Sport never sleeps in the digital space

They don’t talk about business hours for nothing. Monday to Friday, nine to five, that is when business takes place and when most corporates take the opportunity to speak to their clients. But sport is very different. While it cannot be denied that there is a very corporate side to sport these days, the business that drives the revenues and gives the suits their raison d’être happens on the field and it never stops. Matches happen every day at all hours and it is around these events that conversations are started and around which content needs to be created.

Social media is the ultimate guerrilla marketing tool. You can insert yourself into a conversation and hijack an audience without necessarily paying top dollar to acquire the audience. Meaning you don’t have to be Emirates and sponsor the FA Cup in order to have a conversation around football. Anyone with a degree of budget can capitalise on the second screen experience in all sporting events because they are all passion points. They drive conversations like: “Who’s playing well? Who’s playing badly? What needs to change? What are they doing wrong?” –  and if you can insert yourself into the conversation, there’s momentum and there’s mass.

What’s great about sport as a marketing medium is you know when and where your audience is going to be and there are going to be millions of digital conversations going on around the event. That means you potentially have access to an audience of hundreds of thousands of people (even millions) for every single sporting event. They are going to be posting commentary on social platforms as well as searching for updates and reviews for the event; and, best of all, there is almost always a sporting event happening somewhere in the world. That’s 24/7, 365 days a year.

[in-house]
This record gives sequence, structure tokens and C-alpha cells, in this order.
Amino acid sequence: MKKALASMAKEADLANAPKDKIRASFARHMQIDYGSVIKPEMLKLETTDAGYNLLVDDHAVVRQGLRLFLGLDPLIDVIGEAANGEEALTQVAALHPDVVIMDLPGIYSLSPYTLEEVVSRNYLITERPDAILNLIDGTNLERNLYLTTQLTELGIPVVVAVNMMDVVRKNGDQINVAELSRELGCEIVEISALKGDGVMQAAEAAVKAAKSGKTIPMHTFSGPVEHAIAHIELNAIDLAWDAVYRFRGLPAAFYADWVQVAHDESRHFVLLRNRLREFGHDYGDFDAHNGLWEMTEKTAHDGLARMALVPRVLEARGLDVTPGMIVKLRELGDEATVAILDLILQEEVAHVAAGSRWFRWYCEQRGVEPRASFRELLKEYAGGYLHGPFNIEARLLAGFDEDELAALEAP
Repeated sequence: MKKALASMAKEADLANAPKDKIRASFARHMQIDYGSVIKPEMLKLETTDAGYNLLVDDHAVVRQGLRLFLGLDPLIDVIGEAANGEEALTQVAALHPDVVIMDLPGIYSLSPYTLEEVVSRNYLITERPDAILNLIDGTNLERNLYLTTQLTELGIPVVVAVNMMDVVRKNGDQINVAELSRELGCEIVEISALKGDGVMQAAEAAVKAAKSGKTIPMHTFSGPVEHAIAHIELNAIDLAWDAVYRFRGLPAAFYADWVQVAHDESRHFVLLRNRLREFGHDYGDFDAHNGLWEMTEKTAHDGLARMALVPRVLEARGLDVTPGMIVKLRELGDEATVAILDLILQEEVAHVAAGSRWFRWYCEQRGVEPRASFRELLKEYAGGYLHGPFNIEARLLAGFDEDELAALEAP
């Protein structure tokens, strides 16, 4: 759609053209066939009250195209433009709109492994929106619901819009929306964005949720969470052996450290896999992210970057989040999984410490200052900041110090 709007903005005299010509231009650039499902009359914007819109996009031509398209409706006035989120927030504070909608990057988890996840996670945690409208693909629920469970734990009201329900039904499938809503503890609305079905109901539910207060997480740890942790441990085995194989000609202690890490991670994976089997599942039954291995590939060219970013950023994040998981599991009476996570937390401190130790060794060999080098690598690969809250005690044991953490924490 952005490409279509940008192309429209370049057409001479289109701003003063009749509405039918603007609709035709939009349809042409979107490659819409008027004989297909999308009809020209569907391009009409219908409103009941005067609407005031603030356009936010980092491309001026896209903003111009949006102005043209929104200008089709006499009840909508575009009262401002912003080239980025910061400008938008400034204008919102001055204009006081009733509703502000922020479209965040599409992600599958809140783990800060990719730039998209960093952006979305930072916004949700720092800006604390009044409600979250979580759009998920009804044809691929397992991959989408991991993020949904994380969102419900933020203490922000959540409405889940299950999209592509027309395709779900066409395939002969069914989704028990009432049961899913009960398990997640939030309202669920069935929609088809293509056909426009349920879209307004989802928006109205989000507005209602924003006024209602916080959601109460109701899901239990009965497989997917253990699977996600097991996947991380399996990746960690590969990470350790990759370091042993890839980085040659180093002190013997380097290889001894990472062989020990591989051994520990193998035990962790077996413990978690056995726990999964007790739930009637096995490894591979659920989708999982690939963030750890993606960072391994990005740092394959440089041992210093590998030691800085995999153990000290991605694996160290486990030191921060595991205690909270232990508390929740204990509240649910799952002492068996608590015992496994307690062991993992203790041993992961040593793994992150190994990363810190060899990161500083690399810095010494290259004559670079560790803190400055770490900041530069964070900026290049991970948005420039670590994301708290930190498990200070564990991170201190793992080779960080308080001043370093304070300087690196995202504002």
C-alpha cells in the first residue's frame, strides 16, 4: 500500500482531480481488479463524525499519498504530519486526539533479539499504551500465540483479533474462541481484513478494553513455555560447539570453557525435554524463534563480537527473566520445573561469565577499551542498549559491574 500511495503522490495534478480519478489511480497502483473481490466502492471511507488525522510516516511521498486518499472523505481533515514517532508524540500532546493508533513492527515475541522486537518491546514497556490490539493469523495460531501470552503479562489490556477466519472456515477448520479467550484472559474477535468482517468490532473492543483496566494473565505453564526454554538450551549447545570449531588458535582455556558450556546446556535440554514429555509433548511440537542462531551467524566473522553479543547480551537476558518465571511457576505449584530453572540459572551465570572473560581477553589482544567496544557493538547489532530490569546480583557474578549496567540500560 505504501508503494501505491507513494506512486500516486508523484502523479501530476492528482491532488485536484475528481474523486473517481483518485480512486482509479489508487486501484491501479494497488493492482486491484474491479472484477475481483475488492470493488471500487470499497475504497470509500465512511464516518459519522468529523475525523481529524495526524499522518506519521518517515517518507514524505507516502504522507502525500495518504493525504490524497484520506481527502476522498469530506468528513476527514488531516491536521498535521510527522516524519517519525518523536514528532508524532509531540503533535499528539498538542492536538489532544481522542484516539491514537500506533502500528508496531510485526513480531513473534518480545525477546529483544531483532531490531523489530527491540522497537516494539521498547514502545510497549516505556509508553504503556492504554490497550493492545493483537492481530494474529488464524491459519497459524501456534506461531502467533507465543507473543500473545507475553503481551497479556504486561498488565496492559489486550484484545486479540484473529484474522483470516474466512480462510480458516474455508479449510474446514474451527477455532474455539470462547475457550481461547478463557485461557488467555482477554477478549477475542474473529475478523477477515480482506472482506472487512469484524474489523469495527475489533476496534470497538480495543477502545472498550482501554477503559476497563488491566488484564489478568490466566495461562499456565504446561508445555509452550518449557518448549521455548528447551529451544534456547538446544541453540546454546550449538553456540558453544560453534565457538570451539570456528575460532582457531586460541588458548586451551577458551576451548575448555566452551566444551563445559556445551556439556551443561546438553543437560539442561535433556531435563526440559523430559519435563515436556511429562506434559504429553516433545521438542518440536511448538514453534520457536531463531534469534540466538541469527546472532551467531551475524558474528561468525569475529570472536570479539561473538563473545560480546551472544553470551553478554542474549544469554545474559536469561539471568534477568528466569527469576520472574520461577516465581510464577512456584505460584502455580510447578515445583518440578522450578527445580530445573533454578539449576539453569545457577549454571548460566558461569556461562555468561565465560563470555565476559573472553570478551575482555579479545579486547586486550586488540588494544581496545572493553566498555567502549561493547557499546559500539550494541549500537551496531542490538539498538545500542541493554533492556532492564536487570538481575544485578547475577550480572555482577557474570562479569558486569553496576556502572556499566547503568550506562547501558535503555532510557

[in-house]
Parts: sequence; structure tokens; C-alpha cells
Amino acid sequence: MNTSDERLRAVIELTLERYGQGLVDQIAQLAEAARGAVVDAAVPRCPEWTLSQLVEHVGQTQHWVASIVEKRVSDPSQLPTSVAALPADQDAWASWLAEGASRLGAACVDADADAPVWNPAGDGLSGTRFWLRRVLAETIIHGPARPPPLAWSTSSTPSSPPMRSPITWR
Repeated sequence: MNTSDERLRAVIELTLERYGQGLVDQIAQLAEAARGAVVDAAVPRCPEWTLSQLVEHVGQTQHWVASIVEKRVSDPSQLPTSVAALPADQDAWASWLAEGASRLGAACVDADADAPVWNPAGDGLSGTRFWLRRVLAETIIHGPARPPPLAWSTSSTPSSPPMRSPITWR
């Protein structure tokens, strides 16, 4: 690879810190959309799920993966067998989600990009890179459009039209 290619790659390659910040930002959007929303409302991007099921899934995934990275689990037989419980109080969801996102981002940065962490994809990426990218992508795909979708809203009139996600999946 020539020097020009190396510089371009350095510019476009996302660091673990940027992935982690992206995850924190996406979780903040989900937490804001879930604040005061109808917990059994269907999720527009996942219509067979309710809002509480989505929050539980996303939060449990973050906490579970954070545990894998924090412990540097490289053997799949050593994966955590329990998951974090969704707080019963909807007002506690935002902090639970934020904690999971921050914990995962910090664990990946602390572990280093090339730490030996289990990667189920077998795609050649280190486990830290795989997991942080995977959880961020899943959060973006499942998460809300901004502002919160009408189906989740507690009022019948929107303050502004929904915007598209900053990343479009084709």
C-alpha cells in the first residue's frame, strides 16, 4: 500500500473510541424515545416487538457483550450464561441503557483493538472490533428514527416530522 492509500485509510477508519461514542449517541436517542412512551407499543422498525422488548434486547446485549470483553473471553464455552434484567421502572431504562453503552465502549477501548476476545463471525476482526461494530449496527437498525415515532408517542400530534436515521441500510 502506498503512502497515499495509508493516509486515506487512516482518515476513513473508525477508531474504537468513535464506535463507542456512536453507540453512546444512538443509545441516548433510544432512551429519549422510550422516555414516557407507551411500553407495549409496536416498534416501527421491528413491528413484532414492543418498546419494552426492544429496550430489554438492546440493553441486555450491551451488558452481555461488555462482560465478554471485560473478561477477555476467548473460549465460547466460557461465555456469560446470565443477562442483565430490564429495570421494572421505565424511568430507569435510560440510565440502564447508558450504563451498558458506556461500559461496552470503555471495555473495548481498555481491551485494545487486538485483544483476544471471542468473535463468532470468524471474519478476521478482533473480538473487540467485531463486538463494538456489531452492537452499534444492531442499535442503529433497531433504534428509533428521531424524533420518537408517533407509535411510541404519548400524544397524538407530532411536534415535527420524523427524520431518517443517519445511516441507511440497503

There are two things worth saying: sport never sleeps and digital never sleeps. When you marry the two together, you’ve got the most dynamic form of media meeting the most dynamic and consistent form of news. It’s a winning recipe that is hard to beat.

Digital commentary is both objective and subjective. So, for example, you can open a website that has a live score feed running and know what the score is: that’s objective. That’s pretty helpful, but you also want to get a bit more of a feel for what’s happening in the game and what other people are saying about it. What are the experts saying? This could be people you will follow on twitter, commentators and former players, but also: what do your peers have to say? what’s the sentiment around the referee’s performance, or the decisions that have taken place?

It’s a broader conversation that is going on and smart brands can research scenarios that may or may not happen. They can then be prepared and ready to insert themselves into that conversation as soon as it happens. This is why it’s crucial – if you want to be active in the sports space and talk to the huge audience for whom things like football, rugby, cricket or tennis are major passion points – you need a well-staffed and knowledgeable newsroom ready to engage around the breaking story or event of the hour.